Hardin Water Tower

Hardin-Central School

Christian Church

Snowden Chapel

Church History

The Jacob Snowden homestead was about five miles southeast of Hardin. Mary Snowden (born January 8, 1836), daughter of Jacob and Nancy (Russell) Snowden, was of a deeply religious nature. She was a member of the Methodist Church South in Hardin. A great deal of her time was spent in church work. It was from her efforts, more than any other that Snowden Chapel was built. She contributed liberally of her means and energy in order to secure it. Services had been held in the Mallory school building.

James Cole donated one-half acre of ground in 1893. The neighbors built the church. The Rockingham Church donated some benches. Rev. Proctor was pastor at the Hardin Methodist Church and helped promote Snowden Chapel. Rev. Myers dedicated the new church. It rained in torrents all day but the church was filled. The minister tried to raise the money to finish paying the debt. When he asked who would give twenty-five dollars and there was no response, he said he would donate the twenty-five dollars and he went on with the dedication.

Miss Mary Snowden moved her membership to Snowden Chapel. Members from the Methodist Church South from Shanghai came to assist in the services. Other charter members were: Mr. and Mrs. M. A. Chambers, Mr. and Mrs. W. P. McQueen, Mr. and Mrs. Gail Swinney, Mr. and Mrs. George Buchanan, Mr. and Mrs. W. A. Buchanan, Mr. and Mrs. Dick Smith, Mr. and Mrs. Ed Broughton, Mrs. Anna Mallory, Mr. and Mrs. Dick Thompson, Walter Dickson and Eudora Dickson. Later came Mr. and Mrs. Charles Cole, the Henrys, Hamptons, Freemans, DeMints, Hollars, Millers, Edwards, Bowmans and others.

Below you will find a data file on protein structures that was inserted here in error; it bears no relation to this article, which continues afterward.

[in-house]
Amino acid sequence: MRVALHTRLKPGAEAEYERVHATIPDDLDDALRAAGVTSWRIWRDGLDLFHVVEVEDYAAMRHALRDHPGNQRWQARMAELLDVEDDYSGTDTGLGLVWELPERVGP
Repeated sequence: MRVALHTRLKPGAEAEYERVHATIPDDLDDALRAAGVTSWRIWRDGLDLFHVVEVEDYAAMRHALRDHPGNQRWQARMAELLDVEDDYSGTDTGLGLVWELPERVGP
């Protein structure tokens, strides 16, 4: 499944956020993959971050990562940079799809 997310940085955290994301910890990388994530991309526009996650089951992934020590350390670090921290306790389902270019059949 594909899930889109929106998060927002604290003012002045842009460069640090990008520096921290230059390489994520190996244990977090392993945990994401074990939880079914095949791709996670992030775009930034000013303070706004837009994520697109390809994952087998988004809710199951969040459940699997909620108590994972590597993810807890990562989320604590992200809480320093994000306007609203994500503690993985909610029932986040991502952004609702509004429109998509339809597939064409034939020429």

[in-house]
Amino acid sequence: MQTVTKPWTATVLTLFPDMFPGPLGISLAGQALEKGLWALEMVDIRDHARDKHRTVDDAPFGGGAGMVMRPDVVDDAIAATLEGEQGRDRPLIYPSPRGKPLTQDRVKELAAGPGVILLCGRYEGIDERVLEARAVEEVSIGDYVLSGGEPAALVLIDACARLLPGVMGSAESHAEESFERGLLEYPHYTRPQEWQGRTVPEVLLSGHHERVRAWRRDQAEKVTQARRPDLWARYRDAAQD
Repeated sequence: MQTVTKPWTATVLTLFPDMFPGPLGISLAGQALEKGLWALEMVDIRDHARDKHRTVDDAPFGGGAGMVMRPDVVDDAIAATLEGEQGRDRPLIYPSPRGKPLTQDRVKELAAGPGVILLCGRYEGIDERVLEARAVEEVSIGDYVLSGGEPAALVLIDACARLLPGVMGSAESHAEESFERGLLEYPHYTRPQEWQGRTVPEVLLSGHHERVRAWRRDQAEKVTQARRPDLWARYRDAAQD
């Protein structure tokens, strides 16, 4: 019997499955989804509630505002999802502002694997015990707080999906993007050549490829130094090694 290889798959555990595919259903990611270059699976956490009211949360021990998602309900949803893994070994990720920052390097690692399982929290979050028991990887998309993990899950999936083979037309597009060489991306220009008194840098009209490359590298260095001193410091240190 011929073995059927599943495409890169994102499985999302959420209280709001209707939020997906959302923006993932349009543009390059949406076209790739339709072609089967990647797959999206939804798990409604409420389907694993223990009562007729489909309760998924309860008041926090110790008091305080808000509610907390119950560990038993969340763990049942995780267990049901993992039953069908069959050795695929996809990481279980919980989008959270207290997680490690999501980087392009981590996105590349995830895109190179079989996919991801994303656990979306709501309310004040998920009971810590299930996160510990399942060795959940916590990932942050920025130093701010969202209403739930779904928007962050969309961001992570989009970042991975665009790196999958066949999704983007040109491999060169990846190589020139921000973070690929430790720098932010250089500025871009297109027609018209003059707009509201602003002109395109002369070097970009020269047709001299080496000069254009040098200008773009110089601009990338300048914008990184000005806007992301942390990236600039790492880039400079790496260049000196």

Some of the ministers were Rev. Meyers, Rev. Hardaway, Rev. Swann, Rev. Baker and Rev. Ginn. Brother Sam Shirkey came once a month from Rockingham to preach. Sunday School and church services were held in the afternoon because the ministers had services elsewhere in the morning. There were Christmas programs and Children’s Day programs. After services, people would visit a long time. Revivals were held once a year in August. A Professor Wheeler conducted a singing school. Everyone who cared to pay a one-dollar fee could attend. They met once a week for two months during the winter. There was no organ. They used a tuning fork. Willie McQueen and Eudora Dickson canvassed the neighborhood and asked for one dollar from each family. They raised forty dollars and an organ was purchased. The women always sat on the north side of the church and the men on the south side. This irked Rev. Swann. Mayme McQueen, Lulu Whittington, Ruth Buchanan and Roberta DeMint played the organ.

Snowden Chapel was active for many years. Finally the building was used for a residence. The last owner was Ed Cornthwaite and the building burned accidentally in the early 1920’s.

Source: Hardin, Missouri: A Centennial History (1870-1970)